CANADA in 1898 was not as it is perceived today.

CANADA in 1898 was not as it is perceived today.  
In 1898 The Hudson Bay Company had only recently assigned a great portion of the North American real estate to the British who then created a variety of districts  before they were apportioned to five provinces.  

Both of the Maps above illustrate (1) how the stamp depicted Canada and (2) how British North America actually was organized before it ultimately became Canada.  

Under the the HBC's charter of 1670 King Charles had made the Hudson's Bay Company true and absolute "Lordes and Proprietors" of (Rupert's Land ),which area was defined as --- "all the land that was drained by the rivers which emptied into the Hudson Bay"  This was equal to one million five hundred thousand square miles of land in Quebec, Northern Ontario, Manitoba Saskatchewan and Alberta, and was almost all of western and northern Canada, and equated to more than 60% of the modern nation, when all the Arctic lands were included.
King Charles believed that the land was his to give because no other Christian monarch had claimed it.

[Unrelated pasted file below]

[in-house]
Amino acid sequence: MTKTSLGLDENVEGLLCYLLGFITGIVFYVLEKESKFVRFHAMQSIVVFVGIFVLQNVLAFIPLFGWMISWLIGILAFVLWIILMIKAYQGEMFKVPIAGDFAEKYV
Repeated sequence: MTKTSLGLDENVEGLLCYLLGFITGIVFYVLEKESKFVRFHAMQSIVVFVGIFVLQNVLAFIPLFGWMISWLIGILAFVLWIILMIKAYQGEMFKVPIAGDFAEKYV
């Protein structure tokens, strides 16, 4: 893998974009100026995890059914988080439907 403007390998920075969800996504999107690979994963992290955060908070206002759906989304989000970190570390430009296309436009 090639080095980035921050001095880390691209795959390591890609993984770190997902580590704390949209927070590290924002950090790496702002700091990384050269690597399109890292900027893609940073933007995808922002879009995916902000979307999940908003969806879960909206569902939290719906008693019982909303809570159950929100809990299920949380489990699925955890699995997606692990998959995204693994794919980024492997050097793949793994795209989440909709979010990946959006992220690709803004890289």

By the Deed of Surrender in 1869 the HBC agreed to transfer this immense bequest, that was known as Rupert's Land, back to the crown. In 1870 the territory was incorporated into the new Dominion of Canada. In compensation the HBC received a large sum of money and, as well, other substantial land holdings.

What emerged after this immense negotiation was a collection of Districts:
          - Ungava which would eventually become Quebec
          - Keewatin which became Northern Ontario and Manitoba
         - Athabaska which merged into both Saskatchewan & Alberta
         - Franklin which together with MacKenzie became the Northwest Territories 
Three new districts were also created Alberta, Saskatchewan & Assiniboia, but the provinces would not appear until just before the First World War.